Gilcombe Farm, Somerset

Farmfest draws a great balance between international names and homegrown support, while also towing the alternate axis of electronic music around folk and indie, offering a prime opportunity to expand one’s musical horizons. As well as being dedicated to offering a spectrum of diverse, carefully curated music, the festival is set on keeping their event as accessibly priced and community-minded as possible. Located in a scenic Somerset vista, a consistently eclectic audio offering has delighted indie fans, families and ravers alike over the past decade.

We started our Farmfest in high spirits, visiting the popular regular stage The Kitchen where the Soulworks & SF DJs loosened the crowd into the right mood. We then settled in at the Den, another stage staple, to watch Glowing Palms & Friends whose set grooved along smoothly. Showing off the festival’s dedication to eclecticism, Lone’s hardcore influenced sounds injected a high-energy boost prior to Pearson Sound b2b Kowton next. The duo didn’t disappoint, switching between a variety of dancefloor tracks and hints of UK funky, which sent the crowd into a frenzy. Before we knew it, and far too soon, it was time to unwind ready for the Saturday.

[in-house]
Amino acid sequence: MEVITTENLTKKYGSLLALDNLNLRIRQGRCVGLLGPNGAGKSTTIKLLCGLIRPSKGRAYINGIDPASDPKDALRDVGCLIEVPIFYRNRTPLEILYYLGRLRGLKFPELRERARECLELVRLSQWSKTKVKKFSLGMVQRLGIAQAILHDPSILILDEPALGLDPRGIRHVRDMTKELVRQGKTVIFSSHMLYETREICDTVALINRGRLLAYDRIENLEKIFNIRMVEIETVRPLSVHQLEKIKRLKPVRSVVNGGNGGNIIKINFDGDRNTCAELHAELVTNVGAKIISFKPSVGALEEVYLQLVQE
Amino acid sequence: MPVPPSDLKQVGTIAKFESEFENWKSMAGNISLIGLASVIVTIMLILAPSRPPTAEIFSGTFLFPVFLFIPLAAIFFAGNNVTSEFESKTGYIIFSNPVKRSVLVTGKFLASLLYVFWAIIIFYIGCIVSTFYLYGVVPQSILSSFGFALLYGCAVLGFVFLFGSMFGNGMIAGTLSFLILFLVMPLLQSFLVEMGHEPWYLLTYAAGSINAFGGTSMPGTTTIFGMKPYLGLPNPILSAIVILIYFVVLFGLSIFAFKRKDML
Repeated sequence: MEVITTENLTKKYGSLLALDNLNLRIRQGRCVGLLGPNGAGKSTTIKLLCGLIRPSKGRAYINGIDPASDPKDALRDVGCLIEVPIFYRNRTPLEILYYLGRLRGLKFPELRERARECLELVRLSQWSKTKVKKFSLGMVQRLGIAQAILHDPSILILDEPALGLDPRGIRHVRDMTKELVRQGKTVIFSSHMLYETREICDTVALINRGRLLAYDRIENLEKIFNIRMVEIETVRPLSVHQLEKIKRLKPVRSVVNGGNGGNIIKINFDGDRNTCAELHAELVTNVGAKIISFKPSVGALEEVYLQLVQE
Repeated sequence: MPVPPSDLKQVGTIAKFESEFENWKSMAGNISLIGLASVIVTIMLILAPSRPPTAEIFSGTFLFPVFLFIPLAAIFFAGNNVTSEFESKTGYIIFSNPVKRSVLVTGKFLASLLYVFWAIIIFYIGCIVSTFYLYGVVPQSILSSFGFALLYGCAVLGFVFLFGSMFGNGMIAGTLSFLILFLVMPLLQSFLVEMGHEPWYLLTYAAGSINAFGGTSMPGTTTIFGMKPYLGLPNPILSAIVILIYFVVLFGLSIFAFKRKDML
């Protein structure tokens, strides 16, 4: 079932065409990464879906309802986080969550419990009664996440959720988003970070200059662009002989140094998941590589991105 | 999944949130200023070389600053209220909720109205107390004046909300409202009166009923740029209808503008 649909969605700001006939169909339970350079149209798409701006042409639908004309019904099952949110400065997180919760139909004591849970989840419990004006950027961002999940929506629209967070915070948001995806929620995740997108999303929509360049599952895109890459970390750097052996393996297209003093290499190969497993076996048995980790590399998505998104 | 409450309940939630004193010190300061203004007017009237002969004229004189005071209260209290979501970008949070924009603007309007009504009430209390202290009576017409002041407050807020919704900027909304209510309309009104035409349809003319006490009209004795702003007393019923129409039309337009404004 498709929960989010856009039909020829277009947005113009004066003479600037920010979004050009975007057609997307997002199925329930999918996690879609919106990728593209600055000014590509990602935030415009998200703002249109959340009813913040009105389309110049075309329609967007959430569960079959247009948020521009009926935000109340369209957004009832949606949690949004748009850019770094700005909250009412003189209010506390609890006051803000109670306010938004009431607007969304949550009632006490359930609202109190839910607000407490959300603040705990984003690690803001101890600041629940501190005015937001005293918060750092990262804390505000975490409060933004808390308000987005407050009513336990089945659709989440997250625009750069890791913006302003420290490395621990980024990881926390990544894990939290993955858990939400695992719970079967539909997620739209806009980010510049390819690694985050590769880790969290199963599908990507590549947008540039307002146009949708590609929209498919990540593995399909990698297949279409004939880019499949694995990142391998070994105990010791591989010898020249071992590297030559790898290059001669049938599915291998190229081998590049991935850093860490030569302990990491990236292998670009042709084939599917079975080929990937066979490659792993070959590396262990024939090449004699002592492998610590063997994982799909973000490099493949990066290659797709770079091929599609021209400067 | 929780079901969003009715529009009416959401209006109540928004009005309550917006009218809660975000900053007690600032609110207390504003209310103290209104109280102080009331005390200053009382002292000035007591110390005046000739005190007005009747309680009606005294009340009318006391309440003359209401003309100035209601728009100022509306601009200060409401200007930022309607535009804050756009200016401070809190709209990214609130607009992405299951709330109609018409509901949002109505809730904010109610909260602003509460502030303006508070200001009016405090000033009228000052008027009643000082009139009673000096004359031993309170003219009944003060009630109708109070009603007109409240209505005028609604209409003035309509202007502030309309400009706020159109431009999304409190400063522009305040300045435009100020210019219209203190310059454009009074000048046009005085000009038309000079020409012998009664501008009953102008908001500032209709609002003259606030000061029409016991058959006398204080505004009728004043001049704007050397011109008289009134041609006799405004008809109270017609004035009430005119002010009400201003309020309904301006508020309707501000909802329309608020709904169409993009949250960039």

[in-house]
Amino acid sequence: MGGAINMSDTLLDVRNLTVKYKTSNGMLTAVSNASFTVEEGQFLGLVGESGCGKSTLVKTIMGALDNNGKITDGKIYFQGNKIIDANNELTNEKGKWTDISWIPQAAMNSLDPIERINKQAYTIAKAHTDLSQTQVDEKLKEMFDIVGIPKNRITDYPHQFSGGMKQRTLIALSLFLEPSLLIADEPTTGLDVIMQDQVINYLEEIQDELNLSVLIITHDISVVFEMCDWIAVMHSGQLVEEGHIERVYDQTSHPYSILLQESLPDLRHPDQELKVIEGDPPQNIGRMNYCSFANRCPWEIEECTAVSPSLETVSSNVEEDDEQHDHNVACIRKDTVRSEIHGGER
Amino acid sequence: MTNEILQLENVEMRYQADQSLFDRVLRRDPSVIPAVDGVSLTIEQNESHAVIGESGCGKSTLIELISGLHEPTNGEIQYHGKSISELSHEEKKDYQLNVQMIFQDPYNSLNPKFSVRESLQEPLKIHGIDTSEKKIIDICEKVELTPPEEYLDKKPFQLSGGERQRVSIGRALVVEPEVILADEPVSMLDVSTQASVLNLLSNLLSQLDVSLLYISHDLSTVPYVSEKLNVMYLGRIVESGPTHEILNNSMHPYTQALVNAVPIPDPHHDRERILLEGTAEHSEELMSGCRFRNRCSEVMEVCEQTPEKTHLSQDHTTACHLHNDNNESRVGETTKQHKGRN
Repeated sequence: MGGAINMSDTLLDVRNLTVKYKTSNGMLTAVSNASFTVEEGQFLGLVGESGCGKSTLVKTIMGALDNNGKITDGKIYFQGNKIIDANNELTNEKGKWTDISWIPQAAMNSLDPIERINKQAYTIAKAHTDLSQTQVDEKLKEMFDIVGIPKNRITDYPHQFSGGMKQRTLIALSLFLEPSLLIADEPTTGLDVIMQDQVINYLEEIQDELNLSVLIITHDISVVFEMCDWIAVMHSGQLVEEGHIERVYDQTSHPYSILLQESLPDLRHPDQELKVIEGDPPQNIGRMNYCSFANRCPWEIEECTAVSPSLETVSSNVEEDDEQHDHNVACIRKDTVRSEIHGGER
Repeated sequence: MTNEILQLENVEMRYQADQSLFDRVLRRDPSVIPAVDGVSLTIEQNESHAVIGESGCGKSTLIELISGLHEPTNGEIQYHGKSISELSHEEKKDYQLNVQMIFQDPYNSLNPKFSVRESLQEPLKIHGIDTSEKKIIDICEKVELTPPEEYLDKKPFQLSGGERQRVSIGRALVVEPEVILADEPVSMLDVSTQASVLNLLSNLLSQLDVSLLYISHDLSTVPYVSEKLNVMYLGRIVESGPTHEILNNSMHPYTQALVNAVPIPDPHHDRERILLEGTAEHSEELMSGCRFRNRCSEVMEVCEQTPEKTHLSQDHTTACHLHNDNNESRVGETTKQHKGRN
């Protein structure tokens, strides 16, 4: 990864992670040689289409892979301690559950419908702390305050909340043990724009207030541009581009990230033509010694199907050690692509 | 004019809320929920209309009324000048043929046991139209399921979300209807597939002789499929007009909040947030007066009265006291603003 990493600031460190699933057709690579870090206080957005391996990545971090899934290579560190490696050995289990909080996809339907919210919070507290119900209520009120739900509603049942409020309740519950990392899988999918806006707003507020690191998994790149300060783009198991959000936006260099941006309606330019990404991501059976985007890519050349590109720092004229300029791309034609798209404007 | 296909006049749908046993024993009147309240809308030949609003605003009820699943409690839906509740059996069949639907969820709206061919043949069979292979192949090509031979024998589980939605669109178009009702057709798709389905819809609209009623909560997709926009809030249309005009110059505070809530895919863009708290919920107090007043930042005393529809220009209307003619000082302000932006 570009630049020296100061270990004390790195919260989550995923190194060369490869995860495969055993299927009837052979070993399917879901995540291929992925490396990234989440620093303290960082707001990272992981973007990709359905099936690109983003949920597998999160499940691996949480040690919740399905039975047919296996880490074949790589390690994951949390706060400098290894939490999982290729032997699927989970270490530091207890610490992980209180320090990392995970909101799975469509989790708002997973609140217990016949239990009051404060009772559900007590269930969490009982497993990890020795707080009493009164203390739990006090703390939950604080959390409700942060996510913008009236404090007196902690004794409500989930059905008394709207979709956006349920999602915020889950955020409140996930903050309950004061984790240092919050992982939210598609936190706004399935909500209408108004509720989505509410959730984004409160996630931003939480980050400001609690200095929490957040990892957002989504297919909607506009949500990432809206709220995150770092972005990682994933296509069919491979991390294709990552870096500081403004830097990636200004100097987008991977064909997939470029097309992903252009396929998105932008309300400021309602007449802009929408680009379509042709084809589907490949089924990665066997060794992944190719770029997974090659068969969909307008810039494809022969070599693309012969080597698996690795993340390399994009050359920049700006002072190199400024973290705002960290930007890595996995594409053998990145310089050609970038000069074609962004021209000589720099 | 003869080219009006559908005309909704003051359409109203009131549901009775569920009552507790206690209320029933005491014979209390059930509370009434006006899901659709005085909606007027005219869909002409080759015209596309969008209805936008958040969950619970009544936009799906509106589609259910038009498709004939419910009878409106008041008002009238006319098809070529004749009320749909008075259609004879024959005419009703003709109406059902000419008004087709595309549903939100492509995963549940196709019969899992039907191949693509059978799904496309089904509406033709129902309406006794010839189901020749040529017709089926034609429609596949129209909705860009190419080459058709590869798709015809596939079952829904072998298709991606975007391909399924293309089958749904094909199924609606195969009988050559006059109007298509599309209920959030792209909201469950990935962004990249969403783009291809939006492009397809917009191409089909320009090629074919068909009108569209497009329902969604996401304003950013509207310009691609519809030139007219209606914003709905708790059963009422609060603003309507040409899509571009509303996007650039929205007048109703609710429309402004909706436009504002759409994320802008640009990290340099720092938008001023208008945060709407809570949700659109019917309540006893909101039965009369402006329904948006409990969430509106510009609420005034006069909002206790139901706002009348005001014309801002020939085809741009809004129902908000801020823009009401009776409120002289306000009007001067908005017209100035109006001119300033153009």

A brief encounter with the Soul Train (a huge train with a bouncy dancefloor) soon woke us up on Saturday morning, and to energise us further, we caught the sounds of Admin and Harri Pepper, two local Bristol DJs who played a combination of synth-infused cuts which soundtracked the surroundings nicely.

As Saturday night closed in and a gorgeous sunset descended over Somerset, we headed straight over to check out Banoffee Pies. They played a remarkably smooth, chugging, minimal set using a great combination of DJ tools and party tracks to woo the crowd into Auntie Flo, who eventually forced the crescendo to its highest point with Joris Voorn’s secret mix of St Germain’s Rose Rouge.

Continuing the gorgeous Saturday night vibes, Gilles Peterson cycled through genres seamlessly, mixing tracks such as Marvin Gaye’s Got to Give It Up into Ata Kak’s Daa Nyinaa all the way through to Josh Wink’s Higher State of Consciousness, which captivated the crowd for the home-straight.

It’s testament to the programming of the festival that it covers a broad range of genres with top quality bookings that are enough to keep folk, indie and dance music fans happy without compromise. It’s also one of the only festivals that seems to successfully place an interest in upcoming South West talent as well as established international acts (even if we struggled to drag ourselves away from the beats). Glorious sun and an equivalent atmosphere – a genuine treasure in an overflowing calendar.